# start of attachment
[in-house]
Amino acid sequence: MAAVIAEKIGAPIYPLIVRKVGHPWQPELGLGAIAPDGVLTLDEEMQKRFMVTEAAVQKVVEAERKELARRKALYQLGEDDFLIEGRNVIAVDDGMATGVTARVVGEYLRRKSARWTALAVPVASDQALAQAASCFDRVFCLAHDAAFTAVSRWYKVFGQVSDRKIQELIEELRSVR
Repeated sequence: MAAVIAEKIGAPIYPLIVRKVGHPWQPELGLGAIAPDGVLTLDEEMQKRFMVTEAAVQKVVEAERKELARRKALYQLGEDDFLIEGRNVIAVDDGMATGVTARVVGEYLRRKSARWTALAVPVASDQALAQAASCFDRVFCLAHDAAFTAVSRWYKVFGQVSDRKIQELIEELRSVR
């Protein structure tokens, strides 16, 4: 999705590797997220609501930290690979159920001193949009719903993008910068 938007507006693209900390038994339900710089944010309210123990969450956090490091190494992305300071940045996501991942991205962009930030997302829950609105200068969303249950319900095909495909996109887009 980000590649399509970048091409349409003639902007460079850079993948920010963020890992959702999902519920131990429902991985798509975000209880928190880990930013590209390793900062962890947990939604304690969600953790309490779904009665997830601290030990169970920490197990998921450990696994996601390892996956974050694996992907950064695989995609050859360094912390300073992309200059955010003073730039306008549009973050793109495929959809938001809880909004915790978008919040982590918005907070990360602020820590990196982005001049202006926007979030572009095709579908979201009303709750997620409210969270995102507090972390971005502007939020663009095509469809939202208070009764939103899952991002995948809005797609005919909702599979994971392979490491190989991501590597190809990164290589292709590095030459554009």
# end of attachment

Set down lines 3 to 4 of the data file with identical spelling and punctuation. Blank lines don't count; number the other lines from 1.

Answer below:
Repeated sequence: MAAVIAEKIGAPIYPLIVRKVGHPWQPELGLGAIAPDGVLTLDEEMQKRFMVTEAAVQKVVEAERKELARRKALYQLGEDDFLIEGRNVIAVDDGMATGVTARVVGEYLRRKSARWTALAVPVASDQALAQAASCFDRVFCLAHDAAFTAVSRWYKVFGQVSDRKIQELIEELRSVR
């Protein structure tokens, strides 16, 4: 999705590797997220609501930290690979159920001193949009719903993008910068 938007507006693209900390038994339900710089944010309210123990969450956090490091190494992305300071940045996501991942991205962009930030997302829950609105200068969303249950319900095909495909996109887009 980000590649399509970048091409349409003639902007460079850079993948920010963020890992959702999902519920131990429902991985798509975000209880928190880990930013590209390793900062962890947990939604304690969600953790309490779904009665997830601290030990169970920490197990998921450990696994996601390892996956974050694996992907950064695989995609050859360094912390300073992309200059955010003073730039306008549009973050793109495929959809938001809880909004915790978008919040982590918005907070990360602020820590990196982005001049202006926007979030572009095709579908979201009303709750997620409210969270995102507090972390971005502007939020663009095509469809939202208070009764939103899952991002995948809005797609005919909702599979994971392979490491190989991501590597190809990164290589292709590095030459554009």